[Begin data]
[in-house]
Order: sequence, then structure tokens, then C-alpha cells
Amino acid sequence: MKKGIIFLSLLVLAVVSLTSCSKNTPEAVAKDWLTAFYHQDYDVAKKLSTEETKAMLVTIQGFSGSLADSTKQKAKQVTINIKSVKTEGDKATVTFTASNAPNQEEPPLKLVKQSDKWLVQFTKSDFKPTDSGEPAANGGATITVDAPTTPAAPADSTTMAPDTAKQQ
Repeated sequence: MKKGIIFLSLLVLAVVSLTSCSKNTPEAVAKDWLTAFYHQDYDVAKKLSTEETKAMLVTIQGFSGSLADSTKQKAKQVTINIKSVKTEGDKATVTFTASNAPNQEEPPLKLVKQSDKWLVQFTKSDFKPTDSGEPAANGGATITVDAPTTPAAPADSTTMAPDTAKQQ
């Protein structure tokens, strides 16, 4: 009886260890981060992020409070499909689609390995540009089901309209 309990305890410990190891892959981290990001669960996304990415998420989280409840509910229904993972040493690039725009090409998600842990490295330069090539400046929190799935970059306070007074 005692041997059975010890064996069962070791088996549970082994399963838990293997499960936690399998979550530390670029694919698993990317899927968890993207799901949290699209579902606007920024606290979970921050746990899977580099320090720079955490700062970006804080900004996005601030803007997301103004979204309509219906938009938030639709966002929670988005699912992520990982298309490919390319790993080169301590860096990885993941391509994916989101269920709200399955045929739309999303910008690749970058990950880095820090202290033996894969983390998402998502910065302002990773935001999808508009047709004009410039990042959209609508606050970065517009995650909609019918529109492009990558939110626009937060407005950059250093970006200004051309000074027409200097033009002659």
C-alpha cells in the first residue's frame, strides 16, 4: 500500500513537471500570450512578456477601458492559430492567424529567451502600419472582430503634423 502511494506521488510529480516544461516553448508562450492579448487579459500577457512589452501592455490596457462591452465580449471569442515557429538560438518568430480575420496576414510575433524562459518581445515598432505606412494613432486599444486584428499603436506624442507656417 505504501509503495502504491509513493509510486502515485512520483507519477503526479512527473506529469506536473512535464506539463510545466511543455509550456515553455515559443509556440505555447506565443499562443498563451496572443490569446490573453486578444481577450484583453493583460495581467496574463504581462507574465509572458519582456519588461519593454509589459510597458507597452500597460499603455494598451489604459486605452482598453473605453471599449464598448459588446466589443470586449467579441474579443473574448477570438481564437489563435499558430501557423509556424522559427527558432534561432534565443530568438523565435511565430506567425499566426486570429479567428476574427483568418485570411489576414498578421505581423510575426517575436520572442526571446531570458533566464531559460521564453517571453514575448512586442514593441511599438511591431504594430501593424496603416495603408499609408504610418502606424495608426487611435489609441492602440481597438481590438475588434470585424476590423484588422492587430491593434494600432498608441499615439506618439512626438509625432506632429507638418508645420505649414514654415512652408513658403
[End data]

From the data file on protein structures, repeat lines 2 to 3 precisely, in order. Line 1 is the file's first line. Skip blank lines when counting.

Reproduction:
Order: sequence, then structure tokens, then C-alpha cells
Amino acid sequence: MKKGIIFLSLLVLAVVSLTSCSKNTPEAVAKDWLTAFYHQDYDVAKKLSTEETKAMLVTIQGFSGSLADSTKQKAKQVTINIKSVKTEGDKATVTFTASNAPNQEEPPLKLVKQSDKWLVQFTKSDFKPTDSGEPAANGGATITVDAPTTPAAPADSTTMAPDTAKQQ